Preprint Article Version 1 This version is not peer-reviewed

Variability and Reproducibility of Directed and Undirected Functional MRI Connectomes in the Human Brain

Version 1 : Received: 1 May 2019 / Approved: 6 May 2019 / Online: 6 May 2019 (07:47:11 CEST)

How to cite: Conti, A.; Duggento, A.; Guerrisi, M.; Passamonti, L.; Indovina, I.; Toschi, N. Variability and Reproducibility of Directed and Undirected Functional MRI Connectomes in the Human Brain. Preprints 2019, 2019050031 (doi: 10.20944/preprints201905.0031.v1). Conti, A.; Duggento, A.; Guerrisi, M.; Passamonti, L.; Indovina, I.; Toschi, N. Variability and Reproducibility of Directed and Undirected Functional MRI Connectomes in the Human Brain. Preprints 2019, 2019050031 (doi: 10.20944/preprints201905.0031.v1).

Abstract

A growing number of studies focus on methods to estimate and analyze the functional connectome of the human brain. Graph theoretical measures are commonly employed to interpret and synthesize complex network-related information. While resting state functional MRI (rsfMRI) is often employed in this context, is known to exhibit poor reproducibility, a key factor which is commonly neglected in typical cohort studies using connectomics-related measures as biomarkers. We aimed to fill this gap by analyzing and comparing inter- and intra- subject variability of connectivity matrices as well as graph-theoretical measures in a large (n=1003) database of young healthy subjects which underwent four consecutive rsfMRI sessions. We analyzed both directed (Granger Causality and Transfer Entropy) and undirected (Pearson Correlation and Partial Correlation) time-series association measures and related global and local graph-theoretical measures. While matrix weights exhibit a higher reproducibility in undirected as opposed to directed methods, this difference disappears when looking at global graph metrics and, in turn, exhibits strong regional dependence in local graphs metrics. Our results warrant caution in the interpretation of connectivity studies, and serve as a benchmark for future investigations by providing quantitative estimates for the inter- and intra- subject variabilities in both directed and undirected connectomic measures.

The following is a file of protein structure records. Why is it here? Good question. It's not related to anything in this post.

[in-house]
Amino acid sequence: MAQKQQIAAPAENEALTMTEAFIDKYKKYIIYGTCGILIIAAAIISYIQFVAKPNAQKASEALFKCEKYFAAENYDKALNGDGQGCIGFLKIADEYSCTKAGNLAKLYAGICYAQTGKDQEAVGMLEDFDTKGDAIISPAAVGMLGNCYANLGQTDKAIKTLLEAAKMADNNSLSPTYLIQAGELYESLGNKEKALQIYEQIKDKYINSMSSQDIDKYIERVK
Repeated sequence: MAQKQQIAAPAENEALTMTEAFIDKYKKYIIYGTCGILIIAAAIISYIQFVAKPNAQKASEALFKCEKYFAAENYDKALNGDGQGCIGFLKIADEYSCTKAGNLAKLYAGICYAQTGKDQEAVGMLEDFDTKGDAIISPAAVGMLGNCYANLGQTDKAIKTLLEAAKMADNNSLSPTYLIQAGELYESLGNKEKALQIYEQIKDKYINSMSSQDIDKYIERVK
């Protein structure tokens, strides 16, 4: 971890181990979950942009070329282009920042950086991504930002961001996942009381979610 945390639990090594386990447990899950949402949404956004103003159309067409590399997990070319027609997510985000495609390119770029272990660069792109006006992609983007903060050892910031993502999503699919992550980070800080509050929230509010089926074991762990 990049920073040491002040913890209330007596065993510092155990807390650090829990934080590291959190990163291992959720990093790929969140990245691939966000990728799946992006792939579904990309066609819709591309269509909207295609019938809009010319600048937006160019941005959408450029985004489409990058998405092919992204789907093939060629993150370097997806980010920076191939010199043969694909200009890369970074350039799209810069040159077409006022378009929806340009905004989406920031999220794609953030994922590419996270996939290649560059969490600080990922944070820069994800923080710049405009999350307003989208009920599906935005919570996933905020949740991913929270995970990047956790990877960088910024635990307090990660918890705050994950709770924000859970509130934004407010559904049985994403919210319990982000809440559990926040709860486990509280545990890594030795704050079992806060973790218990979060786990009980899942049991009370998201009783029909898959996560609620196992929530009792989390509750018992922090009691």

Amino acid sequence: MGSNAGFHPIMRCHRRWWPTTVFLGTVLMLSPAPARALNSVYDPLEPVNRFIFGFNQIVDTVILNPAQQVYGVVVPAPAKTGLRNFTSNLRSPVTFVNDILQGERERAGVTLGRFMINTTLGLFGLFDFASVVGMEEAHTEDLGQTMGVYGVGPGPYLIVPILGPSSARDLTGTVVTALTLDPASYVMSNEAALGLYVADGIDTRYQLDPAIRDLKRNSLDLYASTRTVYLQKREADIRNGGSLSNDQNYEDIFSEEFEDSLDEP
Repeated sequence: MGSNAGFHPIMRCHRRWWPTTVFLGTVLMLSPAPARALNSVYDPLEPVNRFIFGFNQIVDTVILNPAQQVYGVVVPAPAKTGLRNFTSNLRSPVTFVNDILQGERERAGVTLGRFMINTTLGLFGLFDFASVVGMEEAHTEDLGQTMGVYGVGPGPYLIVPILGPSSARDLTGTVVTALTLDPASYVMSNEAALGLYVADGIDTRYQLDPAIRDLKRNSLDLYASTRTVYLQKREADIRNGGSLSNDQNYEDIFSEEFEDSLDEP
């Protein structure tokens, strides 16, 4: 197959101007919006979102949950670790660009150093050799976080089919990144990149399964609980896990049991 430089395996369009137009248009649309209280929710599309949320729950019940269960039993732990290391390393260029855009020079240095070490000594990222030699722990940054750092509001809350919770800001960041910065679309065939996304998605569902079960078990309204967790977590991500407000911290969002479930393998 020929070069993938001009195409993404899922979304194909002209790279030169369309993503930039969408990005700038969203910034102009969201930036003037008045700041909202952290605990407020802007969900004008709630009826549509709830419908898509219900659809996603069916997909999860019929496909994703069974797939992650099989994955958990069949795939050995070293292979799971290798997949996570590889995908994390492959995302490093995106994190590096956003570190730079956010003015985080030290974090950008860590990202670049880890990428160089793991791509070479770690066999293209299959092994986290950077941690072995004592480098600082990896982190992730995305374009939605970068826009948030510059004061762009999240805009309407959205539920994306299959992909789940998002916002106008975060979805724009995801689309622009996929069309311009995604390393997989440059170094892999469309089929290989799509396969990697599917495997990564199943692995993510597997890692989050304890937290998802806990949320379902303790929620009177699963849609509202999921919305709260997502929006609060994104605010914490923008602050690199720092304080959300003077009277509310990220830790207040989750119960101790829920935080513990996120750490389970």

Subject Areas

functional networks; functional magnetic resonance imaging; connectome; connectivity matrices; graphs; reproducibility; granger causality; transfer entropy

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